Beluga Whales Obstruct TransCanada's Energy East Pipeline Port
TransCanada's hopes of pushing through its proposed Energy East pipeline quickly, before opposition similar to that which has delayed its Keystone XL pipeline for six years could gather force, have hit yet another snag. The pipeline, which would carry tar sands crude oil from the Alberta oil fields east across continental Canada to ports in Quebec and New Brunswick for export, would be longer than Keystone XL and have a larger capacity. It also potentially disturbs the habitat of Beluga whales in the St. Lawrence seaway—and there's the rub.
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Anticipating a report released yesterday declaring the status of the animals moved from "threatened" to "endangered" with full habitat protection, TransCanada announced this weekend it was suspending work on its Cacouna oil export terminal in Quebec, pending its assessment of the report. In a statement TransCanada said, "We are standing down on any further work at Cacouna, in order to analyze the recommendation, assess any impacts from Energy East and review all viable options as we look ahead." The company also cancelled a public information meeting scheduled for this Thursday.
But today, Canada's national newspaper The Globe and Mail reported, "Alberta Premier Jim Prentice and Quebec's Philippe Couillard all but put an end Tuesday to the Energy East proposal to build an oil export terminal in Cacouna, Quebec, saying it's time for the company to go back to the drawing board for a key portion of its $12 billion pipeline and port proposal."
The report, issued by The Committee on the Status of Endangered Wildlife in Canada (COSEWIC), whose member provincial, territorial and federal wildlife agencies and non-governmental advisers assess threats to Canadian wildlife, said that the Beluga population in the St. Lawrence estuary has been reduced to 1,000 animals from a one-time high of 10,000.
"This majestic whale has become a conservation icon for the province of Québec and a major draw for tourists," said the report. "Today, St. Lawrence Estuary Beluga face a new suite of mounting threats, including toxic algal blooms, pollution, noise disturbance and industrial developments. There are worrying signs of recent declines and unexplained deaths of calves. This small population is now at considerably greater risk of extinction than when it was assessed as Threatened by COSEWIC 10 years ago. Without protection of its critical habitat, this population is expected to shrink further. The St. Lawrence Estuary Beluga was assessed as Endangered."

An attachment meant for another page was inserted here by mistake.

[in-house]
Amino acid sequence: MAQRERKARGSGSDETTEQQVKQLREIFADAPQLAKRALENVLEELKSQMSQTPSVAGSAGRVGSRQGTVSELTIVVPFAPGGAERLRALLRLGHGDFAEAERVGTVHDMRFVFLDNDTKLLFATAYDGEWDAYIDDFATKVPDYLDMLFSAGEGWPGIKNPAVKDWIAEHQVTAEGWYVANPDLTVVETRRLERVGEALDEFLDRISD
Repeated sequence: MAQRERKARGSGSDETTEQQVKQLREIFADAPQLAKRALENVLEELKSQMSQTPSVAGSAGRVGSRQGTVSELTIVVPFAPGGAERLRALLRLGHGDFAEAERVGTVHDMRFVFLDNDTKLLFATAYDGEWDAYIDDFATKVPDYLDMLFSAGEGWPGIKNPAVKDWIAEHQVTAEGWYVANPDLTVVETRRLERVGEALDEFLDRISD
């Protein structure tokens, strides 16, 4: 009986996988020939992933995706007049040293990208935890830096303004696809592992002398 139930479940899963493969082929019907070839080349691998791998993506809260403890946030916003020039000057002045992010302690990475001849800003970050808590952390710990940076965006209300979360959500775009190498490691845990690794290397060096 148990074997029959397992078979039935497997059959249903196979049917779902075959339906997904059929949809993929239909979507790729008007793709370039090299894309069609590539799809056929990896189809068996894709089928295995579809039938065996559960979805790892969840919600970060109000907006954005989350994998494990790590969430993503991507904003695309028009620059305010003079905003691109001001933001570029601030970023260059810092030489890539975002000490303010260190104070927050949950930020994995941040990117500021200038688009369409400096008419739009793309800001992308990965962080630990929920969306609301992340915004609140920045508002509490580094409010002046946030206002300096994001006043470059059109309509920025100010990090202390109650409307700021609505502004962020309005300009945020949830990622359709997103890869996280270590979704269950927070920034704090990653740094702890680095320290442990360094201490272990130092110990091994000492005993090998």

In a joint press conference today with Prentice, who is a pipeline proponent and is currently traveling around Canada promoting pipelines to move the Alberta tar sands to ports, Couillard said, “It's a very significant piece of information. It's not my role to speak for the promoter [TransCanada], but it seems very difficult to me to continue to see a petroleum terminal on that site with information like that. Now it's up to the promoter to find alternative sites. It's not for me to do, it's for them to do."
Despite TransCanada's efforts, opposition to the pipeline is growing. Polls such as a recent one by the Université de Montréal found that few Quebeckers support it, and many elected officials are speaking out against it as well. They include Montreal mayor Denis Coderre, who called it "risky" and said, "Tell me what kind of benefits there are. Because so far, according to our fiscal specialists and economists in Montreal, the benefits are very minimal."
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